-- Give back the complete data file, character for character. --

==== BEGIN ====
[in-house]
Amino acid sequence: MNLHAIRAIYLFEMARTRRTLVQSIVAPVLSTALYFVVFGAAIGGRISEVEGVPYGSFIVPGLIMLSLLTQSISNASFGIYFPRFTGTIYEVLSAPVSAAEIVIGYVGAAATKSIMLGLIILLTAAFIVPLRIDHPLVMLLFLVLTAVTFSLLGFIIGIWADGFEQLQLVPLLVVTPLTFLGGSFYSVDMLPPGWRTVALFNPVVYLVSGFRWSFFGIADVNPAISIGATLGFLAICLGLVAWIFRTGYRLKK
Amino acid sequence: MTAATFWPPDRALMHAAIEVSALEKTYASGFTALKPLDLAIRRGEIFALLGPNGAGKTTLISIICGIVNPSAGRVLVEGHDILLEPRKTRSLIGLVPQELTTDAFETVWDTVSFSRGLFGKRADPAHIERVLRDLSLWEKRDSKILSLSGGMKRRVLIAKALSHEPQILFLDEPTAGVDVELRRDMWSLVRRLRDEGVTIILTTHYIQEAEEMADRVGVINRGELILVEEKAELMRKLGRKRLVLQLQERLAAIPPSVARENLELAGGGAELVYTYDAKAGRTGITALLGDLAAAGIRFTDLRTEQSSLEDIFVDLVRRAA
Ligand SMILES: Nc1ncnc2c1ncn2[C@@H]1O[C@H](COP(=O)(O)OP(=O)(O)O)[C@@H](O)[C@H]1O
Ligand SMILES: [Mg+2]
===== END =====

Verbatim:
[in-house]
Amino acid sequence: MNLHAIRAIYLFEMARTRRTLVQSIVAPVLSTALYFVVFGAAIGGRISEVEGVPYGSFIVPGLIMLSLLTQSISNASFGIYFPRFTGTIYEVLSAPVSAAEIVIGYVGAAATKSIMLGLIILLTAAFIVPLRIDHPLVMLLFLVLTAVTFSLLGFIIGIWADGFEQLQLVPLLVVTPLTFLGGSFYSVDMLPPGWRTVALFNPVVYLVSGFRWSFFGIADVNPAISIGATLGFLAICLGLVAWIFRTGYRLKK
Amino acid sequence: MTAATFWPPDRALMHAAIEVSALEKTYASGFTALKPLDLAIRRGEIFALLGPNGAGKTTLISIICGIVNPSAGRVLVEGHDILLEPRKTRSLIGLVPQELTTDAFETVWDTVSFSRGLFGKRADPAHIERVLRDLSLWEKRDSKILSLSGGMKRRVLIAKALSHEPQILFLDEPTAGVDVELRRDMWSLVRRLRDEGVTIILTTHYIQEAEEMADRVGVINRGELILVEEKAELMRKLGRKRLVLQLQERLAAIPPSVARENLELAGGGAELVYTYDAKAGRTGITALLGDLAAAGIRFTDLRTEQSSLEDIFVDLVRRAA
Ligand SMILES: Nc1ncnc2c1ncn2[C@@H]1O[C@H](COP(=O)(O)OP(=O)(O)O)[C@@H](O)[C@H]1O
Ligand SMILES: [Mg+2]